When the Redskins look at the Eagles, they think of Waters ending kicker Jess Atkinson's career with a cheap shot or of the Eagles gathering around a hurt Redskin seven weeks ago and taunting, "You guys need any more bodybags?" They think of Ryan, who's never won a playoff game and who may get fired if he loses today, mouthing off this week about Earnest Byner's fumbles.
Naturally, the Redskins, led by silent star Art Monk and mild-mannered Mark Rypien and coached by the ever-cautious Gibbs, won't say boo about the Eagles. Considering what happened seven weeks ago -- when the Redskins were reduced to playing a rookie halfback at quarterback on national TV -- it almost seems timid for the Redskins to keep so mum. But that's their style: speak softly and carry five big Hogs.
"Sixty percent of the things that can go wrong in life happen when your mouth is open," said one Redskins coach.
Never did two teams reflect their two coaches so completely. Seldom have two coaches liked each other less. And seldom has a playoff game seemed more like a coaching matchup.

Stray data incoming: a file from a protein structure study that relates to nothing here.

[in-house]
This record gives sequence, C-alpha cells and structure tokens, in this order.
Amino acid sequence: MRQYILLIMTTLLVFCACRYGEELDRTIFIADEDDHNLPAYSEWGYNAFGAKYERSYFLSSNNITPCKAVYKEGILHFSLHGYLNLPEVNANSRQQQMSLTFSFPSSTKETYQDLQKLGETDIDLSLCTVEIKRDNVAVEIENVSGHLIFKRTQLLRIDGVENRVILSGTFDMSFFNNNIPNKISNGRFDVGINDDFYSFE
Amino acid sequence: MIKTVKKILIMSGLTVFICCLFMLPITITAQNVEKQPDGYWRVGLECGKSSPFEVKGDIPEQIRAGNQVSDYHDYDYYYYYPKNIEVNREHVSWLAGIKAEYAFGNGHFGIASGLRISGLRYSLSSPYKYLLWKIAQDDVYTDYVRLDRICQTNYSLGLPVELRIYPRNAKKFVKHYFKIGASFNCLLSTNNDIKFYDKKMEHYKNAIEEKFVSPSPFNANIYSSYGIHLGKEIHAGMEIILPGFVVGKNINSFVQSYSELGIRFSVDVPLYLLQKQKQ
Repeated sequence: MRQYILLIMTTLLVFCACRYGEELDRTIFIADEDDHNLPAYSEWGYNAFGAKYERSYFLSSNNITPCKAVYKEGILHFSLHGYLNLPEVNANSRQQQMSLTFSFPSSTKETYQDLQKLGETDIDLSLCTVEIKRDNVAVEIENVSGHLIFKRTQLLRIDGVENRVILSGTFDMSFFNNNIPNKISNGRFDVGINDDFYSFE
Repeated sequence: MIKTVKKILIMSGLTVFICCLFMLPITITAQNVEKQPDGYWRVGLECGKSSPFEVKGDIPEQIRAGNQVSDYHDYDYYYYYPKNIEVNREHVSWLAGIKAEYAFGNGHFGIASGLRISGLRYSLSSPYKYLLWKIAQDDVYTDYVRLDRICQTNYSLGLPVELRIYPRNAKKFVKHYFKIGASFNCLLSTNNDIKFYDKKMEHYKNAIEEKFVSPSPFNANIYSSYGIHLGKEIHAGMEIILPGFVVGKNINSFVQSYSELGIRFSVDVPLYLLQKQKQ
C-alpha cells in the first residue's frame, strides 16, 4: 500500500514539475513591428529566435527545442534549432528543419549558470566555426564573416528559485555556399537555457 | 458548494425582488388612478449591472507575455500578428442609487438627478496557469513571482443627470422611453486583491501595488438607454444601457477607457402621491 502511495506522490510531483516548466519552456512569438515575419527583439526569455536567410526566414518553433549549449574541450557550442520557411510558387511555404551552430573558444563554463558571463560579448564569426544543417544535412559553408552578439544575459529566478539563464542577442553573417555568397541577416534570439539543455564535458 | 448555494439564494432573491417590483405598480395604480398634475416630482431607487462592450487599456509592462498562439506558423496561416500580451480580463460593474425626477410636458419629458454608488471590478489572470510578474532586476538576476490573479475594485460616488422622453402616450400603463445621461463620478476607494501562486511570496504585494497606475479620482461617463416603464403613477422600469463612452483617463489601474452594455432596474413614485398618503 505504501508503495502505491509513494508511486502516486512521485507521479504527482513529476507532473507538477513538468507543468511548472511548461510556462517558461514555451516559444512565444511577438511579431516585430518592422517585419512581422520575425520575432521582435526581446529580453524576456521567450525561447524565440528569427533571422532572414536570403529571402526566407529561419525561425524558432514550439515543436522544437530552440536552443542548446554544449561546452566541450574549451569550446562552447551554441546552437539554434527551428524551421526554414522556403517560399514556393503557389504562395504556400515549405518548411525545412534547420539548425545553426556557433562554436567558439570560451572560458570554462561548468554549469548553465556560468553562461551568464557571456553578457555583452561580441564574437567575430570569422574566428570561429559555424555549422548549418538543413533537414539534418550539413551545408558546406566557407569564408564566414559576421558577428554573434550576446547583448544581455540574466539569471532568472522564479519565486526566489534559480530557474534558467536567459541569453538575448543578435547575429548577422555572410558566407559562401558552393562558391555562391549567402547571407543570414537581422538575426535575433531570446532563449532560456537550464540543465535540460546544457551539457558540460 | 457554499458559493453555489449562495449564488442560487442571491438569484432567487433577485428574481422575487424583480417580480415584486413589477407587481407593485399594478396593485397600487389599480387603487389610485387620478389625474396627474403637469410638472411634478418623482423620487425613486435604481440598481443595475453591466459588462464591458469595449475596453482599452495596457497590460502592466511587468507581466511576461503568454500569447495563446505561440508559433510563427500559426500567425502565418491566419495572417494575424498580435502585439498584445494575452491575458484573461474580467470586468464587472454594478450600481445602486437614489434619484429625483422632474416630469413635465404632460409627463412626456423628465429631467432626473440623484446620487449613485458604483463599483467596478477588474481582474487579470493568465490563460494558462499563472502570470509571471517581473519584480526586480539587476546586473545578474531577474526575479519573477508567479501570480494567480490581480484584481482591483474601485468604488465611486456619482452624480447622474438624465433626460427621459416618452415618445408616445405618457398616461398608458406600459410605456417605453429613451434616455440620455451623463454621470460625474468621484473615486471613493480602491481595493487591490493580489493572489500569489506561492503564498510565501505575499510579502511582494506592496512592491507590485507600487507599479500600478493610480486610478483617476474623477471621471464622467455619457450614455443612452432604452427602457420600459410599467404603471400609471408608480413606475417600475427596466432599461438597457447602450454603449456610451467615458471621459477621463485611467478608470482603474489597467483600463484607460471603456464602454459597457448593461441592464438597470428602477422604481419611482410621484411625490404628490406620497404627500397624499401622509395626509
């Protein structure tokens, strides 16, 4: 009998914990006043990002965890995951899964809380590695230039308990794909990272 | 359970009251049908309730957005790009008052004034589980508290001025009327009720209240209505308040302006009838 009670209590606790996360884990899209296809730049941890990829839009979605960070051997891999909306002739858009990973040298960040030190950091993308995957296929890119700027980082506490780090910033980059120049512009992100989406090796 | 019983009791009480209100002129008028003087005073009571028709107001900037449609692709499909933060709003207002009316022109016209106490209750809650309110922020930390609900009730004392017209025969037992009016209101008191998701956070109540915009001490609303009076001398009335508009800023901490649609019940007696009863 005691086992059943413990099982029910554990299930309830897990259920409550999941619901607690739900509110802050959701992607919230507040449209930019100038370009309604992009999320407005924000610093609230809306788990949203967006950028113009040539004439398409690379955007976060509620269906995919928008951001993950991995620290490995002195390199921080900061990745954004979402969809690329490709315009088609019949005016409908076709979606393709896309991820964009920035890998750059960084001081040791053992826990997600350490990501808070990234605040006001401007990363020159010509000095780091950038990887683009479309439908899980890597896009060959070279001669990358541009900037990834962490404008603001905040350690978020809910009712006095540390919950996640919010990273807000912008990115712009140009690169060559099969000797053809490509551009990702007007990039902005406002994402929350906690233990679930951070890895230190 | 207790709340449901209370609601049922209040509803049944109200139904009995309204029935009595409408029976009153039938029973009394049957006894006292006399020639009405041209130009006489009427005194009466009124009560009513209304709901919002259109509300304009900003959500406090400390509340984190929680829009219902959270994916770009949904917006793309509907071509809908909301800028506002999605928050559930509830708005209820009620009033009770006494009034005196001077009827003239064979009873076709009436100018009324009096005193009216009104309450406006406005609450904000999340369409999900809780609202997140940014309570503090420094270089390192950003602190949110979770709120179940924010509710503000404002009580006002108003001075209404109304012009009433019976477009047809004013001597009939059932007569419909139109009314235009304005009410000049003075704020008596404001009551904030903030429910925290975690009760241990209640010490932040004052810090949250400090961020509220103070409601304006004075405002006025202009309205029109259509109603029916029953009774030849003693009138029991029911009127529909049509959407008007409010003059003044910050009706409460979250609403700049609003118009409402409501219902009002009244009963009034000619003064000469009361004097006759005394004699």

Ryan's signature is defense, especially the blitz. Gibbs's signature is offense, especially beating the blitz. Ryan's pride is his defensive line. Gibbs's is his offensive line, which allows him to establish the run, then throw the bomb. Five yards, five yards, then 50. That's Gibbs.
After Philadelphia's 28-14 victory against Jeff Rutledge and Stan Humphries on Nov. 12, Redskins center Jeff Bostic said, "What they did tonight -- full blitz -- is what we've fed off for the last 10 years."
When Philadelphia has the ball, the contrast is wonderful. The Eagles like to play it loose. Let Randall ramble in his own end zone, then air the ball out 58 yards into the wind, let everybody play jump ball at midfield, then watch the whole gorgeous mess turn into a 95-yard touchdown.
The Redskins' defense is so technocryptic -- with 18 interchangeable men in key roles, depending on the situation -- that almost nobody understands it. For sure, Cunningham and Ryan never have. Some of the great quarterback's worst games have been against the Redskins and, this season, the Eagles' two worst offensive days (270 and 262 yards) came against Washington.